Surf Wax 101
Surf Wax 101
Applying surf wax can be somewhat mystifying to the inexperienced. Once you do it a few times, however, you won’t even have to think about it.
Surf wax is for the deck of the board, and keeps you from slipping off. It’s hilarious to watch surfing newbies take their shining new board straight from the shop to the beach and try to surf with no wax. What are they thinking!? I’ve also heard stories of people waxing the underside of their board. I don’t know how people get this idea. Maybe they think the wax is supposed to help the board glide on the water.
Get the proper wax
There are several surf wax brands, including Mr. Zog’s Sex Wax, Mrs. Palmers, Sticky Bumps, Bubblegum, and several others. I like Sticky Bumps wax the best, but most waxes work just fine. In my experience Sticky Bumps is easier to apply.
It’s important to get the right wax for the temperature of the water you’re going to be surfing in. If you get a cold water wax but you’re surfing in Hawaii, the wax is going to melt right off. It seems like a strange idea, but the wax WILL disintegrate and rub off faster than you can believe. Harder wax has a higher melting temperature, and softer/tackier wax has a lower melting temperature. Wax companies make several different grades of wax:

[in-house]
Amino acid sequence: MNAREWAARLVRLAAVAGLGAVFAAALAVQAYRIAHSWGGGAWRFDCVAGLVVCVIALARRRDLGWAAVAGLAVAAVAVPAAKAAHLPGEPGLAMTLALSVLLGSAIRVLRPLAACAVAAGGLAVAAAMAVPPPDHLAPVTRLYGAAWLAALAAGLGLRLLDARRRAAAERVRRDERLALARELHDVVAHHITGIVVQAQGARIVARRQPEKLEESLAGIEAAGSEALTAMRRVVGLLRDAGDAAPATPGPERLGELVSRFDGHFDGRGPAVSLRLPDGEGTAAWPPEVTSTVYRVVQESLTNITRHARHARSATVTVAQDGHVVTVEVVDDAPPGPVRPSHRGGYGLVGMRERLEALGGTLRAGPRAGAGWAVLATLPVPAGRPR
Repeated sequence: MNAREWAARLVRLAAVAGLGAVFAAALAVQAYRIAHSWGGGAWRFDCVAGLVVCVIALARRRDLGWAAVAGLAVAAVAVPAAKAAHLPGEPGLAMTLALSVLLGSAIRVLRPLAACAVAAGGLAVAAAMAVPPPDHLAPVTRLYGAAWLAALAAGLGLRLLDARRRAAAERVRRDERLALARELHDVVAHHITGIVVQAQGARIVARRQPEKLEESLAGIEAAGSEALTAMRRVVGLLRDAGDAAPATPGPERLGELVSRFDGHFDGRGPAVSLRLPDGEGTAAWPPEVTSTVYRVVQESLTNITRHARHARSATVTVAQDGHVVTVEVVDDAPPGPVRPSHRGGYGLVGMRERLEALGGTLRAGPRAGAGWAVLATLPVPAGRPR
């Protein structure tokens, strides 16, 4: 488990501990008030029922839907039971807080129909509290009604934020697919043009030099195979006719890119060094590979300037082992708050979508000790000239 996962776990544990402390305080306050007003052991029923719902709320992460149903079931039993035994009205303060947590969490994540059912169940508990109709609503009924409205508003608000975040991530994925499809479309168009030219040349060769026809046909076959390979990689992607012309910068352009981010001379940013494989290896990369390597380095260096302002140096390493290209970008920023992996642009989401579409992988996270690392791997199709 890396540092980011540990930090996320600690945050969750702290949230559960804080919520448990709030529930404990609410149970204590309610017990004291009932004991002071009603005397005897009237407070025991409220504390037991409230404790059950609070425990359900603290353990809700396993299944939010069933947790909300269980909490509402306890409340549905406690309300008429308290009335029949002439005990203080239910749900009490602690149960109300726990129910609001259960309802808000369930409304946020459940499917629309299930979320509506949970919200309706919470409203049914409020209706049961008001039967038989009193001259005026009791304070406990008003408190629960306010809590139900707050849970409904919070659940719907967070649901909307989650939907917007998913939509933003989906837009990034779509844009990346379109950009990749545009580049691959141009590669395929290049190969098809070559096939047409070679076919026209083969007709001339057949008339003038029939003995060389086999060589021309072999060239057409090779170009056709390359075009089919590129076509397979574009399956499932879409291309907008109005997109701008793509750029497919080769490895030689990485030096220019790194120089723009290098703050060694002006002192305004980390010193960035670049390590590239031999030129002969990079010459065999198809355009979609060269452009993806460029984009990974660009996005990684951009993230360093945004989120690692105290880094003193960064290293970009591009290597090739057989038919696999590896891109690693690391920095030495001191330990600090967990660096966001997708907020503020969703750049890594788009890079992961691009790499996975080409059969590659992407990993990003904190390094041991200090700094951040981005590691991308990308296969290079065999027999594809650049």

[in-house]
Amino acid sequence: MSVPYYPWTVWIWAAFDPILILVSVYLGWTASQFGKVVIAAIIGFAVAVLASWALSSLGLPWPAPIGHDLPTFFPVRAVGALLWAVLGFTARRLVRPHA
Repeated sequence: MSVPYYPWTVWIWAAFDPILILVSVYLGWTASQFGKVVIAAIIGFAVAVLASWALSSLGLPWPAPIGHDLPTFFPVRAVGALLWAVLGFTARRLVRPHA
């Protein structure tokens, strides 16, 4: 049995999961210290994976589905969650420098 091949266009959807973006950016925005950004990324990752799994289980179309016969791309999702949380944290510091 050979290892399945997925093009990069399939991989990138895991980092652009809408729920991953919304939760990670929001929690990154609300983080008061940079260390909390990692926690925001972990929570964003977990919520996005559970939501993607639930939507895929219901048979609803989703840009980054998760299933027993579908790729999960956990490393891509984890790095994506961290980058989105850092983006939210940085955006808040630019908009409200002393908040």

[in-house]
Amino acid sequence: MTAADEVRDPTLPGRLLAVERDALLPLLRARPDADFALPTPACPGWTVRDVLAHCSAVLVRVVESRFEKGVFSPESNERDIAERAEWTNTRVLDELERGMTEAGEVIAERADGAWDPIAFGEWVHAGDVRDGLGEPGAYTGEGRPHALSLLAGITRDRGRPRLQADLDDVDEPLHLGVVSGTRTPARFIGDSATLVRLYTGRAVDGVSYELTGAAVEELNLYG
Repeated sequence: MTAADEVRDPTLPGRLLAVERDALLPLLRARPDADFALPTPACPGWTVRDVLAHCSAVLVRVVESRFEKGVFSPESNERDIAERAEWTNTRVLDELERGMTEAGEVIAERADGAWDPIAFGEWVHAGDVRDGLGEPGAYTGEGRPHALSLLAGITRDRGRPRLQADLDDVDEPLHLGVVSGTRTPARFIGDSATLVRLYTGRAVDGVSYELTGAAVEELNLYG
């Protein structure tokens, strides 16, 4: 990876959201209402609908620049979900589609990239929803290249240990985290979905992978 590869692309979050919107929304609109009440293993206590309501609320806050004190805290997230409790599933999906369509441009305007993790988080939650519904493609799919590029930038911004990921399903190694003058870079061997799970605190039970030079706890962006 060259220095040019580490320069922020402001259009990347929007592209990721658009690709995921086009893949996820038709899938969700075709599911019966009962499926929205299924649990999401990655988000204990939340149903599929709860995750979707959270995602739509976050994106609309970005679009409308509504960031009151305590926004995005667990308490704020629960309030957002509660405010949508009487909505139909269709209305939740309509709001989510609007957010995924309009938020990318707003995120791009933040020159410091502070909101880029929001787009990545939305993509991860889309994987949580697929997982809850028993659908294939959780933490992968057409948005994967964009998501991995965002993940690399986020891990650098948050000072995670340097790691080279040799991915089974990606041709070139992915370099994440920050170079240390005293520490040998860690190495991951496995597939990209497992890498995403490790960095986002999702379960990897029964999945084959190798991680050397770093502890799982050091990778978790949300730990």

Basecoat — Definitely get a few bars of this. It’s the hardest wax. In some very hot climates this is the only wax that won’t melt.
Tropical — For 75 F degree water and above
Warm — 64 – 74 F degree water
Cool — 58 – 68 F degree water
Cold — 60 F degrees and below
These degree ratings are for Sticky Bumps brand surf wax. Each company might have slightly different temperature ratings, so you’ll have to check it out for yourself.